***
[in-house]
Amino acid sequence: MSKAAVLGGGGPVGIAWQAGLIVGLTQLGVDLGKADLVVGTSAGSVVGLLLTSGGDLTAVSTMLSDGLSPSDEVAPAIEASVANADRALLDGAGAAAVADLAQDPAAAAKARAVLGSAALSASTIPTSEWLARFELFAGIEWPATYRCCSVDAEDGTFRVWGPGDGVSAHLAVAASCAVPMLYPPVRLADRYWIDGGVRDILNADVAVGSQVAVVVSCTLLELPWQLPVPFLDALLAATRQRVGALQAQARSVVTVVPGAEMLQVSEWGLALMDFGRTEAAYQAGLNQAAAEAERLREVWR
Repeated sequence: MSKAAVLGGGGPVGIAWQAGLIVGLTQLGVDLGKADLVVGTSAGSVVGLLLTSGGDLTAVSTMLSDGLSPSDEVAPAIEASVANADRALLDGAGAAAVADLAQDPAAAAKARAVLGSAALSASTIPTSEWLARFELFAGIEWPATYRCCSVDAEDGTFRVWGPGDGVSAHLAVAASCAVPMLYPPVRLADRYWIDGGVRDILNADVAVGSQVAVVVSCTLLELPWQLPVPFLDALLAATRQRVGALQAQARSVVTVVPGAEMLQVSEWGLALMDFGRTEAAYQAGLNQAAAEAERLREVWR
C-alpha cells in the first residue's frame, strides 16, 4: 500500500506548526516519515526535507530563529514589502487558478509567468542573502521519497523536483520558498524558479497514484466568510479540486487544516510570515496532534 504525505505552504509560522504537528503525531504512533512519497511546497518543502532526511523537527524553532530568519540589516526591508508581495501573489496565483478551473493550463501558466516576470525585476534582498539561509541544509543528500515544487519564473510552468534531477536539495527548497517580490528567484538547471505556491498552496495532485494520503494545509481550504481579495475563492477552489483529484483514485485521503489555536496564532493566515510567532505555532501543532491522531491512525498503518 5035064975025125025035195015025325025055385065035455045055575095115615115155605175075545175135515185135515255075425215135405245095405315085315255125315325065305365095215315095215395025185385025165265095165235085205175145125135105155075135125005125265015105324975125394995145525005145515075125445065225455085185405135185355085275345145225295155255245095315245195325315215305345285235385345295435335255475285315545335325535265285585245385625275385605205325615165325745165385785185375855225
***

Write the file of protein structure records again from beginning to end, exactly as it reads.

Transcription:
[in-house]
Amino acid sequence: MSKAAVLGGGGPVGIAWQAGLIVGLTQLGVDLGKADLVVGTSAGSVVGLLLTSGGDLTAVSTMLSDGLSPSDEVAPAIEASVANADRALLDGAGAAAVADLAQDPAAAAKARAVLGSAALSASTIPTSEWLARFELFAGIEWPATYRCCSVDAEDGTFRVWGPGDGVSAHLAVAASCAVPMLYPPVRLADRYWIDGGVRDILNADVAVGSQVAVVVSCTLLELPWQLPVPFLDALLAATRQRVGALQAQARSVVTVVPGAEMLQVSEWGLALMDFGRTEAAYQAGLNQAAAEAERLREVWR
Repeated sequence: MSKAAVLGGGGPVGIAWQAGLIVGLTQLGVDLGKADLVVGTSAGSVVGLLLTSGGDLTAVSTMLSDGLSPSDEVAPAIEASVANADRALLDGAGAAAVADLAQDPAAAAKARAVLGSAALSASTIPTSEWLARFELFAGIEWPATYRCCSVDAEDGTFRVWGPGDGVSAHLAVAASCAVPMLYPPVRLADRYWIDGGVRDILNADVAVGSQVAVVVSCTLLELPWQLPVPFLDALLAATRQRVGALQAQARSVVTVVPGAEMLQVSEWGLALMDFGRTEAAYQAGLNQAAAEAERLREVWR
C-alpha cells in the first residue's frame, strides 16, 4: 500500500506548526516519515526535507530563529514589502487558478509567468542573502521519497523536483520558498524558479497514484466568510479540486487544516510570515496532534 504525505505552504509560522504537528503525531504512533512519497511546497518543502532526511523537527524553532530568519540589516526591508508581495501573489496565483478551473493550463501558466516576470525585476534582498539561509541544509543528500515544487519564473510552468534531477536539495527548497517580490528567484538547471505556491498552496495532485494520503494545509481550504481579495475563492477552489483529484483514485485521503489555536496564532493566515510567532505555532501543532491522531491512525498503518 5035064975025125025035195015025325025055385065035455045055575095115615115155605175075545175135515185135515255075425215135405245095405315085315255125315325065305365095215315095215395025185385025165265095165235085205175145125135105155075135125005125265015105324975125394995145525005145515075125445065225455085185405135185355085275345145225295155255245095315245195325315215305345285235385345295435335255475285315545335325535265285585245385625275385605205325615165325745165385785185375855225